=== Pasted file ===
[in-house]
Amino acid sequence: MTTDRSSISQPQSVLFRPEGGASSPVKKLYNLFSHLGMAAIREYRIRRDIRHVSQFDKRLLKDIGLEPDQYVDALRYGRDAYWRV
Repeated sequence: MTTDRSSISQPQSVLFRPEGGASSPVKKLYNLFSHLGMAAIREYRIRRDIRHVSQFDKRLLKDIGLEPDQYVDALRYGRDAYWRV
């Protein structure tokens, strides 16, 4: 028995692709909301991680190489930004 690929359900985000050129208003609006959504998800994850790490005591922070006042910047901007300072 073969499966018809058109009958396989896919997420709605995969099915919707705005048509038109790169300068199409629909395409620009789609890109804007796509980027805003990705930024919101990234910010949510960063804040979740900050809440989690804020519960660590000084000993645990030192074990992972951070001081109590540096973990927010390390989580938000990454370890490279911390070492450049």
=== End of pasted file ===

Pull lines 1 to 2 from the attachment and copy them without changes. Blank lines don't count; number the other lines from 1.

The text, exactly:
[in-house]
Amino acid sequence: MTTDRSSISQPQSVLFRPEGGASSPVKKLYNLFSHLGMAAIREYRIRRDIRHVSQFDKRLLKDIGLEPDQYVDALRYGRDAYWRV